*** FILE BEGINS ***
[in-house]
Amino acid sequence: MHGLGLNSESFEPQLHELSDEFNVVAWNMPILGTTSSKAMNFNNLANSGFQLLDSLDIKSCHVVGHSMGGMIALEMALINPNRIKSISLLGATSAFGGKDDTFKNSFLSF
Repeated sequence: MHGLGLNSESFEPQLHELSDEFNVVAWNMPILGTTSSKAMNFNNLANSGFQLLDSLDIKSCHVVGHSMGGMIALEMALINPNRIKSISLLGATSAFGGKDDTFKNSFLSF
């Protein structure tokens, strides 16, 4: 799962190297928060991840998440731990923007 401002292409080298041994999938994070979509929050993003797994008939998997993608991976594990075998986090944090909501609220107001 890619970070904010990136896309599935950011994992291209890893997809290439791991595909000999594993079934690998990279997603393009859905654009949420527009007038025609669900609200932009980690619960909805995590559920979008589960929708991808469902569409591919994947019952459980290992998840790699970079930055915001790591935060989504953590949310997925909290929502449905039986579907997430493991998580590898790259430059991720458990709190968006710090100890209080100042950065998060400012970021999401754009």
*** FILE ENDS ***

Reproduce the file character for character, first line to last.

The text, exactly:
[in-house]
Amino acid sequence: MHGLGLNSESFEPQLHELSDEFNVVAWNMPILGTTSSKAMNFNNLANSGFQLLDSLDIKSCHVVGHSMGGMIALEMALINPNRIKSISLLGATSAFGGKDDTFKNSFLSF
Repeated sequence: MHGLGLNSESFEPQLHELSDEFNVVAWNMPILGTTSSKAMNFNNLANSGFQLLDSLDIKSCHVVGHSMGGMIALEMALINPNRIKSISLLGATSAFGGKDDTFKNSFLSF
């Protein structure tokens, strides 16, 4: 799962190297928060991840998440731990923007 401002292409080298041994999938994070979509929050993003797994008939998997993608991976594990075998986090944090909501609220107001 890619970070904010990136896309599935950011994992291209890893997809290439791991595909000999594993079934690998990279997603393009859905654009949420527009007038025609669900609200932009980690619960909805995590559920979008589960929708991808469902569409591919994947019952459980290992998840790699970079930055915001790591935060989504953590949310997925909290929502449905039986579907997430493991998580590898790259430059991720458990709190968006710090100890209080100042950065998060400012970021999401754009």